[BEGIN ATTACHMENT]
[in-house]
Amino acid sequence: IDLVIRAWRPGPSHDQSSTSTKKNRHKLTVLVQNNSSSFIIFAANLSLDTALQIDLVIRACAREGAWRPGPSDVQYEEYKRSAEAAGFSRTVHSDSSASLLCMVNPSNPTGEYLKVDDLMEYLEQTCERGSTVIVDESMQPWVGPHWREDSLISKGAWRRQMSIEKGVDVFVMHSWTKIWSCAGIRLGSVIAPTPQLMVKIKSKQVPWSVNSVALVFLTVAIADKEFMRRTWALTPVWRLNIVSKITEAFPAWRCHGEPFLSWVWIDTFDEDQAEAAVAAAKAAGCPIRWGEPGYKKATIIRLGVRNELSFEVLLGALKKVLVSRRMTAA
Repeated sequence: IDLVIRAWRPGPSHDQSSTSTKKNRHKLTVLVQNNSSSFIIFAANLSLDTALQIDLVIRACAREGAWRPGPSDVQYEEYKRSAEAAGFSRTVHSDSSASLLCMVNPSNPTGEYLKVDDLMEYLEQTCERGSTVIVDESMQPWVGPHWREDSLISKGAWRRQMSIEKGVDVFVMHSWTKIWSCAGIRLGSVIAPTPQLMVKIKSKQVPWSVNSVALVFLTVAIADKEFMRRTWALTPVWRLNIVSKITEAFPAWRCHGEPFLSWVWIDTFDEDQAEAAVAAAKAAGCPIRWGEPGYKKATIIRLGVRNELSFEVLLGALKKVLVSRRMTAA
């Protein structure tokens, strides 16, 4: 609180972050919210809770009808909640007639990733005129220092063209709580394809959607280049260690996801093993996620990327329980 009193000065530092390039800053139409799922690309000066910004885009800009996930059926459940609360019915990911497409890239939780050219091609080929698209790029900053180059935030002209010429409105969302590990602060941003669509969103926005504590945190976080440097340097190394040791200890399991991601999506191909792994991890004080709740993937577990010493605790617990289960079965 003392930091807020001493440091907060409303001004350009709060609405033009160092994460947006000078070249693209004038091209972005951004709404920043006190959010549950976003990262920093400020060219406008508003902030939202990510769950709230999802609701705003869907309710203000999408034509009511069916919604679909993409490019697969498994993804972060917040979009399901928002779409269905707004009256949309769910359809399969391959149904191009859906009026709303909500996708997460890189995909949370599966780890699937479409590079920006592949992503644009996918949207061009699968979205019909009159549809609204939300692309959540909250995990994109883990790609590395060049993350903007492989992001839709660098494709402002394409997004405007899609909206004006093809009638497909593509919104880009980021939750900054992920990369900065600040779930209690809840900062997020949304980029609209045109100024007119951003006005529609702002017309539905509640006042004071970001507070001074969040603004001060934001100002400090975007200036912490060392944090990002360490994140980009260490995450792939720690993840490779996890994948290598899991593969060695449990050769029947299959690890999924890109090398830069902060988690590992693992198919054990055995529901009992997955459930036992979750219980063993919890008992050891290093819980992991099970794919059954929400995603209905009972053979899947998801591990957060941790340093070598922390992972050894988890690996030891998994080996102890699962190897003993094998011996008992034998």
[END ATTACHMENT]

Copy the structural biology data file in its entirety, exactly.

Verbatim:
[in-house]
Amino acid sequence: IDLVIRAWRPGPSHDQSSTSTKKNRHKLTVLVQNNSSSFIIFAANLSLDTALQIDLVIRACAREGAWRPGPSDVQYEEYKRSAEAAGFSRTVHSDSSASLLCMVNPSNPTGEYLKVDDLMEYLEQTCERGSTVIVDESMQPWVGPHWREDSLISKGAWRRQMSIEKGVDVFVMHSWTKIWSCAGIRLGSVIAPTPQLMVKIKSKQVPWSVNSVALVFLTVAIADKEFMRRTWALTPVWRLNIVSKITEAFPAWRCHGEPFLSWVWIDTFDEDQAEAAVAAAKAAGCPIRWGEPGYKKATIIRLGVRNELSFEVLLGALKKVLVSRRMTAA
Repeated sequence: IDLVIRAWRPGPSHDQSSTSTKKNRHKLTVLVQNNSSSFIIFAANLSLDTALQIDLVIRACAREGAWRPGPSDVQYEEYKRSAEAAGFSRTVHSDSSASLLCMVNPSNPTGEYLKVDDLMEYLEQTCERGSTVIVDESMQPWVGPHWREDSLISKGAWRRQMSIEKGVDVFVMHSWTKIWSCAGIRLGSVIAPTPQLMVKIKSKQVPWSVNSVALVFLTVAIADKEFMRRTWALTPVWRLNIVSKITEAFPAWRCHGEPFLSWVWIDTFDEDQAEAAVAAAKAAGCPIRWGEPGYKKATIIRLGVRNELSFEVLLGALKKVLVSRRMTAA
């Protein structure tokens, strides 16, 4: 609180972050919210809770009808909640007639990733005129220092063209709580394809959607280049260690996801093993996620990327329980 009193000065530092390039800053139409799922690309000066910004885009800009996930059926459940609360019915990911497409890239939780050219091609080929698209790029900053180059935030002209010429409105969302590990602060941003669509969103926005504590945190976080440097340097190394040791200890399991991601999506191909792994991890004080709740993937577990010493605790617990289960079965 003392930091807020001493440091907060409303001004350009709060609405033009160092994460947006000078070249693209004038091209972005951004709404920043006190959010549950976003990262920093400020060219406008508003902030939202990510769950709230999802609701705003869907309710203000999408034509009511069916919604679909993409490019697969498994993804972060917040979009399901928002779409269905707004009256949309769910359809399969391959149904191009859906009026709303909500996708997460890189995909949370599966780890699937479409590079920006592949992503644009996918949207061009699968979205019909009159549809609204939300692309959540909250995990994109883990790609590395060049993350903007492989992001839709660098494709402002394409997004405007899609909206004006093809009638497909593509919104880009980021939750900054992920990369900065600040779930209690809840900062997020949304980029609209045109100024007119951003006005529609702002017309539905509640006042004071970001507070001074969040603004001060934001100002400090975007200036912490060392944090990002360490994140980009260490995450792939720690993840490779996890994948290598899991593969060695449990050769029947299959690890999924890109090398830069902060988690590992693992198919054990055995529901009992997955459930036992979750219980063993919890008992050891290093819980992991099970794919059954929400995603209905009972053979899947998801591990957060941790340093070598922390992972050894988890690996030891998994080996102890699962190897003993094998011996008992034998």